You say that we made a "ludicrous suggestion." That is blatantly false and misleading (and you know that). The point we made (apparently which went right over your head) was that what he SAID implied that -- which was obviously ridiculous.

    I would appreciate it if you refrain from making such blatantly false implications about what I write. It reflects incredibly poorly on you and your credibility.

  2. Your suggestion that Aiken was either stating or implying that "Read[ing] to your kids at night" (your words) was copyright infringement was indeed ludicrous. He did neither. In fact, you said in your comment to my previous post that you "agree [with my interpretation of] what he probably *meant*," which was that Aiken was *not* saying that reading to one's kids is copyright infringement. I didn't misrepresent anything.

    Your previous comment was not published because its focus was on the personal, and not the substance of my post.

  3. 1. Our point was to point out why what he ACTUALLY SAID is ludicrous.
    2. From what he ACTUALLY SAID, you COULD easily interpret it to mean that reading to your children was infringement. That's what was ludicrous, and that is what we were pointing out.
    3. Writing that wasn't to suggest that's what he actually MEANT, but as a clear DEMONSTRATION of why what he SAID was ludicrous.

    To turn that around, and make it sound like we actually thought he MEANT that, is simply a fabrication. It reflects incredibly poorly on you that you insist on keeping it here.

    Furthermore, my previous comment was not focused on you personally, other than to point out that I was upset with the false light in which you portrayed my statements.

    I will ask, once again, that you refrain from misrepresenting what I have written.

  4. The only misrepresentation was your misrepresentation of what Aiken said. You wrote that "according to Aitken [sic]," "any reading outloud from a book that is not yours is also a violation of copyright law" and "Read[ing] to your kids at night" could lead to "Authors Guild police banging down your door." That interpretation of Aiken's quotation was indeed ludicrous.

    If you can't tell the difference between a substantive comment on a post and personal attacks on its author, you shouldn't bother drafting the comment, because I won't post it.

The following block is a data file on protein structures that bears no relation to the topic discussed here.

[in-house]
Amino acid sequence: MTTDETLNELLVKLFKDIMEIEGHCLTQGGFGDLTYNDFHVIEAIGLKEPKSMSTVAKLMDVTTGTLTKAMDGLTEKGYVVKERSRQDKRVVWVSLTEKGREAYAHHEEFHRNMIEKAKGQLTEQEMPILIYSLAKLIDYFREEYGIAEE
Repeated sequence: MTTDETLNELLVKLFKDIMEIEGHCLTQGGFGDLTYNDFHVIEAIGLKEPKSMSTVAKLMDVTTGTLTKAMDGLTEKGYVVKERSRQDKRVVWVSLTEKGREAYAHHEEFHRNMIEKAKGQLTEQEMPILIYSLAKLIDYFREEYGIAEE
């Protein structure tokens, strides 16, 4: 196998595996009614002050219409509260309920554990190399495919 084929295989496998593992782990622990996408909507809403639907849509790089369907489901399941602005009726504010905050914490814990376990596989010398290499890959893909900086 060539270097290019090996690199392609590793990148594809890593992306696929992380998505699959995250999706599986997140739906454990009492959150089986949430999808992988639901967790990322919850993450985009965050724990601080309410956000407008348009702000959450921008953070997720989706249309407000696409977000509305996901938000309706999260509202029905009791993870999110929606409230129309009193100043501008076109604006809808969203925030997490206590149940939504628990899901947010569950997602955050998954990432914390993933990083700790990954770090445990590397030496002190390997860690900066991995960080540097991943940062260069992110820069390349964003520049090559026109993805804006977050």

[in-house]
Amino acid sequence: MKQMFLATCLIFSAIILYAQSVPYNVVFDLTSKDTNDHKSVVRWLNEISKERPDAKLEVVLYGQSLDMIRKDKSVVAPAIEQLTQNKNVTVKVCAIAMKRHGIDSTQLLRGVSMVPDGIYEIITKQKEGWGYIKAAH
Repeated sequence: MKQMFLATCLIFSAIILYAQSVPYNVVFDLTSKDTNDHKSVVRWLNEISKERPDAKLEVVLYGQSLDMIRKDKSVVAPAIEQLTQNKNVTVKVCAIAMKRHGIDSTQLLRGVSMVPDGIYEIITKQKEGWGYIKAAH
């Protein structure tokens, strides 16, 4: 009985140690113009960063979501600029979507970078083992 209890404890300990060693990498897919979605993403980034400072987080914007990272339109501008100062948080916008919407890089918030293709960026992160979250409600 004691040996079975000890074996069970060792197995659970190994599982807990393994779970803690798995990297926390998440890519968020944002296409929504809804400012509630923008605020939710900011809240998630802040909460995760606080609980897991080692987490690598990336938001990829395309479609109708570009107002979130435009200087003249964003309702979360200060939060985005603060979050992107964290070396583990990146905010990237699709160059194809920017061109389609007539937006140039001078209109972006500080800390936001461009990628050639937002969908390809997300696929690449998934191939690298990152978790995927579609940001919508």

5. Concerning the original content in the post (I have nothing to say about whether anyone's suggestions could be accurately categorized as ludicrous or not), I think the Author's Guild is still mostly wrong. I doubt this text-to-speech function will dramatically alter the market for audiobooks. There is a huge difference between hearing Barack Obama read "Dreams from my Father" and hearing an electronic voice synthesizing the same words.

    Besides, customers would probably substitute e-books for audiobooks, if anything. I can't really see that many people paying separately for both an e-book AND an audiobook.

    Ultimately, I think Big Content generally suffers from a myopic perspective on IP - that they tend to focus on whether an entity has the legal right to do something with their work, rather than honestly asking how that affects the commercial market for the original. I'm not saying that under copyright law, commercial mashups are legal, but that I advocate reform that forces content owners to understand that infringment is NOT always a zero-sum game. Content owners need to coopt unforeseen uses of their works if they expect to profit from their prominent role in the information economy - the current regulatory framework for IP isn't working for content owners OR those who try to use them in creative ways.


Comments here are moderated. I appreciate substantive comments, whether or not they agree with what I've written. Stay on topic, and be civil. Comments that contain name-calling, personal attacks, or the like will be rejected. If you want to rant about how evil the RIAA and MPAA are, and how entertainment companies' employees and attorneys are bad people, there are plenty of other places for you to go.